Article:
Do These 3 Checks Before Buying RioCan Real Estate Investment Trust (TSE:REI.UN) For Its Upcoming Dividend

Regular readers will know that we love our dividends at Simply Wall St, which is why it’s exciting to see RioCan Real Estate Investment Trust (TSE:REI.UN) is about to trade ex-dividend in the next 4 days. You can purchase shares before the 30th of July in order to receive the dividend, which the company will pay on the 8th of August.

RioCan Real Estate Investment Trust’s next dividend payment will be CA$0.12 per share, on the back of last year when the company paid a total of CA$1.44 to shareholders. Last year’s total dividend payments show that RioCan Real Estate Investment Trust has a trailing yield of 5.5% on the current share price of CA$26.25. If you buy this business for its dividend, you should have an idea of whether RioCan Real Estate Investment Trust’s dividend is reliable and sustainable. That’s why we should always check whether the dividend payments appear sustainable, and if the company is growing.

See our latest analysis for RioCan Real Estate Investment Trust

Dividends are typically paid from company earnings. If a company pays more in dividends than it earned in profit, then the dividend could be unsustainable. It paid out 78% of its earnings as dividends last year, which is not unreasonable, but limits reinvestment in the business and leaves the dividend vulnerable to a business downturn. We’d be worried about the risk of a drop in earnings. That said, REITs are often required by law to distribute all of their earnings, and it’s not unusual to see a REIT with a payout ratio around 100%. We wouldn’t read too much into this. Yet cash flow is typically more important than profit for assessing dividend sustainability, so we should always check if the company generated enough cash to afford its dividend. RioCan Real Estate Investment Trust paid out more free cash flow than it generated – 112%, to be precise – last year, which we think is concerningly high. We’re curious about why the company paid out more cash than it generated last year, since this can be one of the early signs that a dividend may be unsustainable.

While RioCan Real Estate Investment Trust’s dividends were covered by the company’s reported profits, cash is somewhat more important, so it’s not great to see that the company didn’t generate enough cash to pay its dividend. Cash is king, as they say, and were RioCan Real Estate Investment Trust to repeatedly pay dividends that aren’t well covered by cashflow, we would consider this a warning sign.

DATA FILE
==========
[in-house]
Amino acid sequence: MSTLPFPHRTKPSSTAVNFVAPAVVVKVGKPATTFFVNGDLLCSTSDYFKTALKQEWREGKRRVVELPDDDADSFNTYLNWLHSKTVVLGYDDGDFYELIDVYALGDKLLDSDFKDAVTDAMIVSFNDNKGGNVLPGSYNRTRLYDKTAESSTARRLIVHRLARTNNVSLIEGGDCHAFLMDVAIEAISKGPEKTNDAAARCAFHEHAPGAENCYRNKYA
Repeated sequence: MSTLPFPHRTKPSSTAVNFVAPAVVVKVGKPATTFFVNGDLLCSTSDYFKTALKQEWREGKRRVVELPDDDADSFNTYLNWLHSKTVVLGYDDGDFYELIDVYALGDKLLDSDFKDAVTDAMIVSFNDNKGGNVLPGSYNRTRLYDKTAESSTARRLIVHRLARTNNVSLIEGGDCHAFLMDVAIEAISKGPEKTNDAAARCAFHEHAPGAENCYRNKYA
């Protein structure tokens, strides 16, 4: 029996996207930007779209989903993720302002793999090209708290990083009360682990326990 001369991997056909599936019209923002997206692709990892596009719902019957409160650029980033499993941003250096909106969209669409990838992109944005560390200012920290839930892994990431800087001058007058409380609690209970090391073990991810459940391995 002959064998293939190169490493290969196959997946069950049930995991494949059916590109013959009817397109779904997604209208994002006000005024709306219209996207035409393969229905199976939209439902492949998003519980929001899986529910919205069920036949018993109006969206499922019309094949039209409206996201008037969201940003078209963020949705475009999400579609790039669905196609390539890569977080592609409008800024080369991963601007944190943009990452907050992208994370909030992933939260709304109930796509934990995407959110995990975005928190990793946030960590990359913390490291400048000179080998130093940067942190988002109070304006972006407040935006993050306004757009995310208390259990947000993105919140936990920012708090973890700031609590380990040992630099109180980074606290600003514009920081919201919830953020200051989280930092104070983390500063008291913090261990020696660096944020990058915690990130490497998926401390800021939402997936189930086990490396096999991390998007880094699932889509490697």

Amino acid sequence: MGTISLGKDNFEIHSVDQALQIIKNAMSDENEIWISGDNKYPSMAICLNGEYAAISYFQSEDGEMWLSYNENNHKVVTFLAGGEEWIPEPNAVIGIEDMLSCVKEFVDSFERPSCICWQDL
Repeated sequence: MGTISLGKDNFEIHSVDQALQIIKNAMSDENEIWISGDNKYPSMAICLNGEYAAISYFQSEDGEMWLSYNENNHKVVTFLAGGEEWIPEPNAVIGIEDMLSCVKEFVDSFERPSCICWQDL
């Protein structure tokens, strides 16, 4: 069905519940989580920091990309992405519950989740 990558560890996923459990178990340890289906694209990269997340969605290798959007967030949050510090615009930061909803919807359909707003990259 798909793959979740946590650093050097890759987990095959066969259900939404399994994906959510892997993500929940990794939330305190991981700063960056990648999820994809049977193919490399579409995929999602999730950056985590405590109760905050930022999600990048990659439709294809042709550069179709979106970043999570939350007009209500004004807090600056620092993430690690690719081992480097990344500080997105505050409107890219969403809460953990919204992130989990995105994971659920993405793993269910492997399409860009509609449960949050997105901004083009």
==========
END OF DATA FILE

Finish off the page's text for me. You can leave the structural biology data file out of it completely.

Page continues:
Click here to see how much of its profit RioCan Real Estate Investment Trust paid out over the last 12 months.

TSX:REI.UN Historical Dividend Yield, July 25th 2019
TSX:REI.UN Historical Dividend Yield, July 25th 2019

Have Earnings And Dividends Been Growing?

Businesses with shrinking earnings are tricky from a dividend perspective. If business enters a downturn and the dividend is cut, the company could see its value fall precipitously. So we’re not too excited that RioCan Real Estate Investment Trust’s earnings are down 3.9% a year over the past five years.

The main way most investors will assess a company’s dividend prospects is by checking the historical rate of dividend growth. In the last 10 years, RioCan Real Estate Investment Trust has lifted its dividend by approximately 0.6% a year on average.

Final Takeaway

Should investors buy RioCan Real Estate Investment Trust for the upcoming dividend? RioCan Real Estate Investment Trust had an average payout ratio, but its free cash flow was lower and earnings per share have been declining. It’s not the most attractive proposition from a dividend perspective, and we’d probably give this one a miss for now.

Curious about whether RioCan Real Estate Investment Trust has been able to consistently generate growth? Here’s a chart of its historical revenue and earnings growth.

A common investment mistake is buying the first interesting stock you see. Here you can find a list of promising dividend stocks with a greater than 2% yield and an upcoming dividend.

We aim to bring you long-term focused research analysis driven by fundamental data. Note that our analysis may not factor in the latest price-sensitive company announcements or qualitative material.

If you spot an error that warrants correction, please contact the editor at editorial-team@simplywallst.com. This article by Simply Wall St is general in nature. It does not constitute a recommendation to buy or sell any stock, and does not take account of your objectives, or your financial situation. Simply Wall St has no position in the stocks mentioned. Thank you for reading.